The Authority Chief Executive (ACE) of the Nigerian Midstream and Downstream Petroleum Regulatory Authority (NMDPRA), Engr Farouk Ahmed has said that the Nigeria’s ever changing energy landscape requires clear and stable policy frameworks, appropriate governance structures, secured and operating environment at all levels.
Engr. Ahmed added that the availability of in-country competencies, access to long-term affordable financing and purposeful leadership are other non-negotiables that are needed to move the Nigerian oil and gas sector forward.
Specifically, he insisted that these efforts must move in unison towards encouraging and promoting sustainable investment across the value chain and guarantee flexibilities and ease of doing business.
According to him, through the signing of the Petroleum Industry Act (PIA) on August 16th, 2021, the Nigerian government thus ushered in a new dawn in the history of the growth and prosperity of the Nigerian oil and gas industry.
He said: “The Petroleum Industry Act 2021 provides the legal and policy frameworks for improving governance and the competitiveness of the Nigerian oil industry to attract both local and international investors. The Act also provides for the removal of fuel subsidy and migration to full market-based pricing for petroleum products. The Act provided a clear regulatory framework that will promote the development of the appropriate market mechanism required to guarantee the efficient supply and distribution of petroleum products.”
Ahmed observed that the global energy landscape is undergoing an unprecedented period often beyond the familiar cyclic and seasonal trends experienced in the past.
He added that the COVID-19 pandemic dampened energy demand and afterwards, macro and microeconomic factors such as under-investment, tightening of monetary policies, high inflation, geopolitical tension, security issues that led to high and volatile energy prices, and erratic energy supply and demand.
These scenarios also led to energy poverty and security becoming a global concern, with countries developing measures and innovations to remain energy resilient.
“The year-on-year population growth in African economies coincides with a time when the continent faces significant headwinds as global and domestic shocks undermine progress toward restoring macroeconomic and social stability and sustaining economic recovery due to higher living costs stoked by rising inflationary pressures.
“Africa’s average real Gross Domestic Product (GDP) growth slowed to 3.8 per cent in 2022. The slowdown reflects the impacts of downside factors, including spillovers from rising geopolitical tensions, climate change risks, and the lingering impacts of the COVID-19 pandemic, which have been amplified by tightening global financial conditions and the associated increase in domestic debt service costs,” he stated.
Going memory lane, the NMDPRA chief stated that although the full deregulation of the oil and gas sector came into full effect on 29th May 2023 as part of the current administration’s bold commitment to implement the much-needed reforms, Nigeria has always flirted with the removal of subsidies for decades.
He explained: “Fuel subsidies have been in Nigeria since the 1970s when the government routinely sold petrol to Nigerians at below cost. This became institutionalized in 1977, following the promulgation of the Price Control Act which made it illegal for some products including Premium Motor Spirit (PMS) to be sold above the regulated price.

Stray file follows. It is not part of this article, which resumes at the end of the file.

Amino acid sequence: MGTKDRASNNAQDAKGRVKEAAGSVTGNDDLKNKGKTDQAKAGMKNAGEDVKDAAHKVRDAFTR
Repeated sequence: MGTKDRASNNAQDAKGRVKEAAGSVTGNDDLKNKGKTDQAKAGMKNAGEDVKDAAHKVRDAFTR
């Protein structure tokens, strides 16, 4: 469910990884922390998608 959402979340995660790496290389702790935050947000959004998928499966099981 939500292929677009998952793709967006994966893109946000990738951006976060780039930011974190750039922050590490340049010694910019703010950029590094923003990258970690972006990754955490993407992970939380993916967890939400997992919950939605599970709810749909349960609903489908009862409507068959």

“PMS subsidy was initially financed through the Petroleum Support Fund (PSF) Scheme funded by the three tiers of Government. Under this regime, the Government determined the PMS subsidy amount based on import volumes, Landing cost of imported products and prevailing foreign exchange rate. The computed subsidy claim was directly remitted to the supplier to offset the pricing differential between the market-based price and approved regulated retail price of PMS.”
He further observed that while acknowledging the social benefits of PMS subsidy in Nigeria, the fiscal burden constituted a significant challenge for the government’s ability to fund national budgets over the years, adding, “the escalating burden was largely driven by an upward trajectory in global crude oil and products prices, freight rate and other associated cost on one hand and the year-on-year increase in average daily evacuation from depots on the other hand.”
He disclosed that the subsidy regime created a substantial regional differential in PMS retail pricing that incentivized cross-border smuggling.
According to him, the financial implication of PMS subsidy rose to over N400 billion monthly which translates to over N4.8 trillion or 6.27 billion USD (at an exchange rate of 766 NGN/1 USD).
Indeed, this severely impacted revenues available to all tiers of government as more than 20 per cent of the fiscal budget was expended on PMS subsidy thus leading to the inability of the government to meet its obligations.
He said: “The PMS subsidy effectively became a strain on the fiscal viability of the government and became a major obstacle to investment in the downstream petroleum sector. In the same vein, the perennial challenge of the fuel subsidy which has over the years encouraged inefficiency, waste and environmental pollution, has been a major bottleneck to aligning to Sustainable Development Goals (SDG).